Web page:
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Alleyne [Allyn], Thomas (c. 1488–1558), clergyman and benefactor, was probably a native of Sudbury, Staffordshire, where he later made provision for the commemoration of his parents. A suggestion that he originated in the diocese of Salisbury and studied at Oxford seems to be without foundation. His father's name was most probably ...

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Ashton, Hugh (d. 1522), Catholic ecclesiastic and university benefactor, apparently never himself had a formal university education, his main expertise lying in administration and estate management. He probably first encountered Lady Margaret Beaufort, countess of Richmond and Derby, in Lancashire, his native county, and rose to prominence through this association. On 7 January 1496 he was admitted to the rectory of ...

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Hugh Ashton (d. 1522) by unknown sculptor © Crown copyright. NMR

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Balsham, Hugh of (d. 1286), bishop of Ely and benefactor, took his name from Balsham, Cambridgeshire, one of Ely Priory's manors. Nothing is known of his background, except that during the controversy aroused by his election as bishop it was alleged that he was of servile origins. He became a monk at ...

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Bateman [Norwich], William (c. 1298–1355), diplomat, founder of Trinity Hall, Cambridge, and bishop of Norwich, was probably born in Norwich (from which he was sometimes named), the third son of William and Margery Bateman. His father was many times bailiff of the city, and in 1326–7 its member of ...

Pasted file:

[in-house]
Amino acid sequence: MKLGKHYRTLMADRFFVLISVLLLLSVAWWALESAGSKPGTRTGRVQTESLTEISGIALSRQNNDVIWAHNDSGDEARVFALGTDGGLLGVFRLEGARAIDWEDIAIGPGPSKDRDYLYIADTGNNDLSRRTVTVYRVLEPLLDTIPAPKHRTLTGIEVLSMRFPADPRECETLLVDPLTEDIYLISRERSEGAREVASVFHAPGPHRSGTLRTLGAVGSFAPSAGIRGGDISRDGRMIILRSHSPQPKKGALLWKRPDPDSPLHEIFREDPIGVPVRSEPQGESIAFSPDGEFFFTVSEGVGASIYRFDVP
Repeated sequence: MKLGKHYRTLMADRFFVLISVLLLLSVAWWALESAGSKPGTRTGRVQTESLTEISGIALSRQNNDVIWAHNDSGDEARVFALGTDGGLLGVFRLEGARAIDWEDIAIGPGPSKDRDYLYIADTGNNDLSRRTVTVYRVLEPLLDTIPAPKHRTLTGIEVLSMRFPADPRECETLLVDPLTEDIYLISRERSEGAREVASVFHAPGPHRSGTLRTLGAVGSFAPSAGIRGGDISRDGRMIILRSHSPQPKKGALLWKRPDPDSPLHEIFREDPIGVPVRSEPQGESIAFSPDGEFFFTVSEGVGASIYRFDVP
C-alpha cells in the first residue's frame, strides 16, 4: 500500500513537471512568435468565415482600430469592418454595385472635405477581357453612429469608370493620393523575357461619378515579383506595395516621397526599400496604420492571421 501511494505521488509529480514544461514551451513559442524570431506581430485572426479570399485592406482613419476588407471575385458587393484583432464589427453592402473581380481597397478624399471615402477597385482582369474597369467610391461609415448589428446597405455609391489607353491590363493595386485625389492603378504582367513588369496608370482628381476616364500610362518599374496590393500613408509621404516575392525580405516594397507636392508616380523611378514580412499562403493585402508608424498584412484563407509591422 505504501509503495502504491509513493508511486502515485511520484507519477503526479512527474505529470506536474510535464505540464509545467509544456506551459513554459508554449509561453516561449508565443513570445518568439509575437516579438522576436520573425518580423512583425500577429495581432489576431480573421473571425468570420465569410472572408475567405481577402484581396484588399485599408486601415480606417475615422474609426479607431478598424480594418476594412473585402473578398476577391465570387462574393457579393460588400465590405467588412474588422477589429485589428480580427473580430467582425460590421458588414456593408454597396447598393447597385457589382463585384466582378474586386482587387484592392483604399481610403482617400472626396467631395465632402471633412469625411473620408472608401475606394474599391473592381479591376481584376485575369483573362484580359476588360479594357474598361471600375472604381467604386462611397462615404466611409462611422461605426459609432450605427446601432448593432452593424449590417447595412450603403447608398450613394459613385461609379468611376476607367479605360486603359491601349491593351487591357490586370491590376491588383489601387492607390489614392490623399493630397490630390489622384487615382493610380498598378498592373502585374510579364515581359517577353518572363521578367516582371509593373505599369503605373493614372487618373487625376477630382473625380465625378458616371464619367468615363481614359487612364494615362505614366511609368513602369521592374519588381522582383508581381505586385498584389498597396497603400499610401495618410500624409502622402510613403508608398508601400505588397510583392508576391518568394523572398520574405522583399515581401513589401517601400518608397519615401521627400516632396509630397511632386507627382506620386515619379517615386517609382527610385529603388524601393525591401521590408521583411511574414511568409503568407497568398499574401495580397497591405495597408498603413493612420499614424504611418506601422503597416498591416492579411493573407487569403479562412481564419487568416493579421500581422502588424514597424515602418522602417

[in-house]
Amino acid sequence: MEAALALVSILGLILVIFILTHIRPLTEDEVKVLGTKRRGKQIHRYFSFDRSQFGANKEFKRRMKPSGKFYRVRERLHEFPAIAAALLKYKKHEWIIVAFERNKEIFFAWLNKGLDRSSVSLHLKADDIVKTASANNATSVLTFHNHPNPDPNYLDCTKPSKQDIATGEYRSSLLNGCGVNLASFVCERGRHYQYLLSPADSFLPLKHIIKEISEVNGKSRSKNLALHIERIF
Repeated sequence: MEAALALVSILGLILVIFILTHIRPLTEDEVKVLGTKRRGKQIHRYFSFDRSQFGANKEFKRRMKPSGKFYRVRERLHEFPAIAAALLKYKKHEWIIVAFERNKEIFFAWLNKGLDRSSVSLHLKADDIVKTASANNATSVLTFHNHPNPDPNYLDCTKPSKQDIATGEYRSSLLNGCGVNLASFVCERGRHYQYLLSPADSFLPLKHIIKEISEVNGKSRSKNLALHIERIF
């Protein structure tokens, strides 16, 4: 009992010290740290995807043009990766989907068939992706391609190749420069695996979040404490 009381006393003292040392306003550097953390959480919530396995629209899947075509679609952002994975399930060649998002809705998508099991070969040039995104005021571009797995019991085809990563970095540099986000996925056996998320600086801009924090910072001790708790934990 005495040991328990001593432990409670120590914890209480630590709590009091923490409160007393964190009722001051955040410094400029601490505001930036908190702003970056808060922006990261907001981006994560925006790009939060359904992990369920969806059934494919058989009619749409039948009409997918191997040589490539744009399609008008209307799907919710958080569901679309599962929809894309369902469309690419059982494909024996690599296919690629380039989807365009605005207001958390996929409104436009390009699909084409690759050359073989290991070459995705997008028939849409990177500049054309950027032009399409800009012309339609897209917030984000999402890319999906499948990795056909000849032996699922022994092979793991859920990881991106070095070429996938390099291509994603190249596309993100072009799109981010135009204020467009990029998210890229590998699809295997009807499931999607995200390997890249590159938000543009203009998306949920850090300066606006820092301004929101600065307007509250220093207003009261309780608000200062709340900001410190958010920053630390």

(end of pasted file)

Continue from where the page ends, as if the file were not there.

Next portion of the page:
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Bell, William (1731–1816), Church of England clergyman and benefactor, was born in Greenwich, the son of William Bell. He was educated at Greenwich School, and admitted pensioner at Magdalene College, Cambridge, on 26 May 1749. He graduated BA, as eighth wrangler, in 1753, the year in which he was elected fellow of ...

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Bingham [Byngham], William (d. 1451), ecclesiastic and founder of Christ's College, Cambridge, may have been the William Byngham who was presented to the vicarages of Hutton, near Beverley, Yorkshire, and Alverstoke, Hampshire, by Henry IV in 1401–2. More probably, the future founder of ...

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Blair, James (1655/6–1743), Church of England clergyman and founder of the College of William and Mary, was the son of Peter Blair (d. 1673), Church of Scotland minister of St Cuthbert's parish, Edinburgh, and his wife, Mary Hamilton (d. in or after 1696)...

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James Blair (1655/66–1743) by Charles Bridges Muscarelle Museum of Art, College of William and Mary

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Canynges, William (1402–1474), merchant and ecclesiastical benefactor, was one of the younger of seven children of John Canynges, clothier and merchant of Bristol, and his wife, Joan Wotton. He was born into a notably successful Bristol family. William Canynges (d. 1396) was a wealthy clothier who was five times mayor of ...